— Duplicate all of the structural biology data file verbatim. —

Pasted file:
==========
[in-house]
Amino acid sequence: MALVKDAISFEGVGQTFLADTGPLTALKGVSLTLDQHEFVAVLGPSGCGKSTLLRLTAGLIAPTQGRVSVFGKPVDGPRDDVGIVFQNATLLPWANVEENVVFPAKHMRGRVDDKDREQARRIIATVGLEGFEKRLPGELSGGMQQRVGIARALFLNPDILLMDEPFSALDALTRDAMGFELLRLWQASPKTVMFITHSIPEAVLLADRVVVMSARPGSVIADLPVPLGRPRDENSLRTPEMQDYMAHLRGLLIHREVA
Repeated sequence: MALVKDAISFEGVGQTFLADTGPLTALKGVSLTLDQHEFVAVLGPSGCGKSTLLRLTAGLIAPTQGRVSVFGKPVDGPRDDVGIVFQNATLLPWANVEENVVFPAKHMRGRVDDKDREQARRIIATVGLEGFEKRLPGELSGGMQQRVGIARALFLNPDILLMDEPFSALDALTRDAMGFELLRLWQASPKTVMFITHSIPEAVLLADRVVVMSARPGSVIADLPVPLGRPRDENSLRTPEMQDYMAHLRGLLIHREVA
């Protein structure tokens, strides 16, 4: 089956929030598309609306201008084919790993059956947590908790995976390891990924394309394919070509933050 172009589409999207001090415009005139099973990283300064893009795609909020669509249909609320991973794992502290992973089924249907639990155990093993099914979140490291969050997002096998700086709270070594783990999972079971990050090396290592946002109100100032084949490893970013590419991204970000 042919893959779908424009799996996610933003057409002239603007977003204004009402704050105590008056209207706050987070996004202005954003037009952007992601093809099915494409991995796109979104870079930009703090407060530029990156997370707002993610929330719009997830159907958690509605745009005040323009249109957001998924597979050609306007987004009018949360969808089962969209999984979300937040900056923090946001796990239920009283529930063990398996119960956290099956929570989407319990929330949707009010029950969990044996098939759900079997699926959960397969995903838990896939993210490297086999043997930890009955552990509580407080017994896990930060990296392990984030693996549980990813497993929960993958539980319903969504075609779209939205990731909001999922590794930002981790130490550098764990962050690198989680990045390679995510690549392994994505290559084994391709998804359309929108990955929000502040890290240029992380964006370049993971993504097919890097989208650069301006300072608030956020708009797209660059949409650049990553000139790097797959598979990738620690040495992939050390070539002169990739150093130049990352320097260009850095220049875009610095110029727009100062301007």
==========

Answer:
[in-house]
Amino acid sequence: MALVKDAISFEGVGQTFLADTGPLTALKGVSLTLDQHEFVAVLGPSGCGKSTLLRLTAGLIAPTQGRVSVFGKPVDGPRDDVGIVFQNATLLPWANVEENVVFPAKHMRGRVDDKDREQARRIIATVGLEGFEKRLPGELSGGMQQRVGIARALFLNPDILLMDEPFSALDALTRDAMGFELLRLWQASPKTVMFITHSIPEAVLLADRVVVMSARPGSVIADLPVPLGRPRDENSLRTPEMQDYMAHLRGLLIHREVA
Repeated sequence: MALVKDAISFEGVGQTFLADTGPLTALKGVSLTLDQHEFVAVLGPSGCGKSTLLRLTAGLIAPTQGRVSVFGKPVDGPRDDVGIVFQNATLLPWANVEENVVFPAKHMRGRVDDKDREQARRIIATVGLEGFEKRLPGELSGGMQQRVGIARALFLNPDILLMDEPFSALDALTRDAMGFELLRLWQASPKTVMFITHSIPEAVLLADRVVVMSARPGSVIADLPVPLGRPRDENSLRTPEMQDYMAHLRGLLIHREVA
């Protein structure tokens, strides 16, 4: 089956929030598309609306201008084919790993059956947590908790995976390891990924394309394919070509933050 172009589409999207001090415009005139099973990283300064893009795609909020669509249909609320991973794992502290992973089924249907639990155990093993099914979140490291969050997002096998700086709270070594783990999972079971990050090396290592946002109100100032084949490893970013590419991204970000 042919893959779908424009799996996610933003057409002239603007977003204004009402704050105590008056209207706050987070996004202005954003037009952007992601093809099915494409991995796109979104870079930009703090407060530029990156997370707002993610929330719009997830159907958690509605745009005040323009249109957001998924597979050609306007987004009018949360969808089962969209999984979300937040900056923090946001796990239920009283529930063990398996119960956290099956929570989407319990929330949707009010029950969990044996098939759900079997699926959960397969995903838990896939993210490297086999043997930890009955552990509580407080017994896990930060990296392990984030693996549980990813497993929960993958539980319903969504075609779209939205990731909001999922590794930002981790130490550098764990962050690198989680990045390679995510690549392994994505290559084994391709998804359309929108990955929000502040890290240029992380964006370049993971993504097919890097989208650069301006300072608030956020708009797209660059949409650049990553000139790097797959598979990738620690040495992939050390070539002169990739150093130049990352320097260009850095220049875009610095110029727009100062301007």